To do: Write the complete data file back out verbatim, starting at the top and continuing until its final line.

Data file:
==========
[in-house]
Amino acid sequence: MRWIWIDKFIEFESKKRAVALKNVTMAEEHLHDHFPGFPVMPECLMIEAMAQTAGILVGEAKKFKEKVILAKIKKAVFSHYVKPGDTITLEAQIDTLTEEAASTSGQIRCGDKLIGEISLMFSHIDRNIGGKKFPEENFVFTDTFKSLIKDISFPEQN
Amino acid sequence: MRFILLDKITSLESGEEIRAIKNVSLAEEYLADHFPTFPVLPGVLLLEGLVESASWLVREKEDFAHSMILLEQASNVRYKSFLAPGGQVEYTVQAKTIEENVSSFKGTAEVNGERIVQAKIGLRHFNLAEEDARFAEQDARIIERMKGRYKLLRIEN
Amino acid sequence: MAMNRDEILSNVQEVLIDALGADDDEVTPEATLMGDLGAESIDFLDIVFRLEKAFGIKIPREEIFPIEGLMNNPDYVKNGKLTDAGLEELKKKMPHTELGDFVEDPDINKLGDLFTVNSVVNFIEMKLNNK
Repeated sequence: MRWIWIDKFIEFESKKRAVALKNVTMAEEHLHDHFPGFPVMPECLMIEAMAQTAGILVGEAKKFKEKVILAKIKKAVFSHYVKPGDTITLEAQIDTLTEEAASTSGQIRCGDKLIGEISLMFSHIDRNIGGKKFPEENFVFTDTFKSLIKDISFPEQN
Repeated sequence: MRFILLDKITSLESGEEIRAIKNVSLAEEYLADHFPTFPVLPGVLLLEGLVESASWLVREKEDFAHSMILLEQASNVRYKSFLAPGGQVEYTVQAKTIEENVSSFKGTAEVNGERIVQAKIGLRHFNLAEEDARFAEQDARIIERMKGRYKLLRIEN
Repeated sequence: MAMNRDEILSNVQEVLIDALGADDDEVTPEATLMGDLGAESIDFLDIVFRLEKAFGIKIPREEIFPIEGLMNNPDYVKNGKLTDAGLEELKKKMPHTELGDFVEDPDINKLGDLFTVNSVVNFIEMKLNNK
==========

[in-house]
Amino acid sequence: MRWIWIDKFIEFESKKRAVALKNVTMAEEHLHDHFPGFPVMPECLMIEAMAQTAGILVGEAKKFKEKVILAKIKKAVFSHYVKPGDTITLEAQIDTLTEEAASTSGQIRCGDKLIGEISLMFSHIDRNIGGKKFPEENFVFTDTFKSLIKDISFPEQN
Amino acid sequence: MRFILLDKITSLESGEEIRAIKNVSLAEEYLADHFPTFPVLPGVLLLEGLVESASWLVREKEDFAHSMILLEQASNVRYKSFLAPGGQVEYTVQAKTIEENVSSFKGTAEVNGERIVQAKIGLRHFNLAEEDARFAEQDARIIERMKGRYKLLRIEN
Amino acid sequence: MAMNRDEILSNVQEVLIDALGADDDEVTPEATLMGDLGAESIDFLDIVFRLEKAFGIKIPREEIFPIEGLMNNPDYVKNGKLTDAGLEELKKKMPHTELGDFVEDPDINKLGDLFTVNSVVNFIEMKLNNK
Repeated sequence: MRWIWIDKFIEFESKKRAVALKNVTMAEEHLHDHFPGFPVMPECLMIEAMAQTAGILVGEAKKFKEKVILAKIKKAVFSHYVKPGDTITLEAQIDTLTEEAASTSGQIRCGDKLIGEISLMFSHIDRNIGGKKFPEENFVFTDTFKSLIKDISFPEQN
Repeated sequence: MRFILLDKITSLESGEEIRAIKNVSLAEEYLADHFPTFPVLPGVLLLEGLVESASWLVREKEDFAHSMILLEQASNVRYKSFLAPGGQVEYTVQAKTIEENVSSFKGTAEVNGERIVQAKIGLRHFNLAEEDARFAEQDARIIERMKGRYKLLRIEN
Repeated sequence: MAMNRDEILSNVQEVLIDALGADDDEVTPEATLMGDLGAESIDFLDIVFRLEKAFGIKIPREEIFPIEGLMNNPDYVKNGKLTDAGLEELKKKMPHTELGDFVEDPDINKLGDLFTVNSVVNFIEMKLNNK